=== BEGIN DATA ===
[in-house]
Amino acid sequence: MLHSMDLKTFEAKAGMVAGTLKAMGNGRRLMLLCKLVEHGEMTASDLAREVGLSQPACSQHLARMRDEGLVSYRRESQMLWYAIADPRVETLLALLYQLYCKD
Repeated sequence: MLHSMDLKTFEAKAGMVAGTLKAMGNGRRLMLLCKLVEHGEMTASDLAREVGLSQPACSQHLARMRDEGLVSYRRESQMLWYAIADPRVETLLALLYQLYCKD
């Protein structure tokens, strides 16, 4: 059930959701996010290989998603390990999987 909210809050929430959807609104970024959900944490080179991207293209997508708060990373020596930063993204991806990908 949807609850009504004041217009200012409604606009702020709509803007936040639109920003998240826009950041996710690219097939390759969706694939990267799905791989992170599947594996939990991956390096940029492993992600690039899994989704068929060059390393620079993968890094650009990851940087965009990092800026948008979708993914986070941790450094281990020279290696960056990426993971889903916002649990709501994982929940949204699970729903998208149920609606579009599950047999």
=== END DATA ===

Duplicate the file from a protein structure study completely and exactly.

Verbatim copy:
[in-house]
Amino acid sequence: MLHSMDLKTFEAKAGMVAGTLKAMGNGRRLMLLCKLVEHGEMTASDLAREVGLSQPACSQHLARMRDEGLVSYRRESQMLWYAIADPRVETLLALLYQLYCKD
Repeated sequence: MLHSMDLKTFEAKAGMVAGTLKAMGNGRRLMLLCKLVEHGEMTASDLAREVGLSQPACSQHLARMRDEGLVSYRRESQMLWYAIADPRVETLLALLYQLYCKD
């Protein structure tokens, strides 16, 4: 059930959701996010290989998603390990999987 909210809050929430959807609104970024959900944490080179991207293209997508708060990373020596930063993204991806990908 949807609850009504004041217009200012409604606009702020709509803007936040639109920003998240826009950041996710690219097939390759969706694939990267799905791989992170599947594996939990991956390096940029492993992600690039899994989704068929060059390393620079993968890094650009990851940087965009990092800026948008979708993914986070941790450094281990020279290696960056990426993971889903916002649990709501994982929940949204699970729903998208149920609606579009599950047999």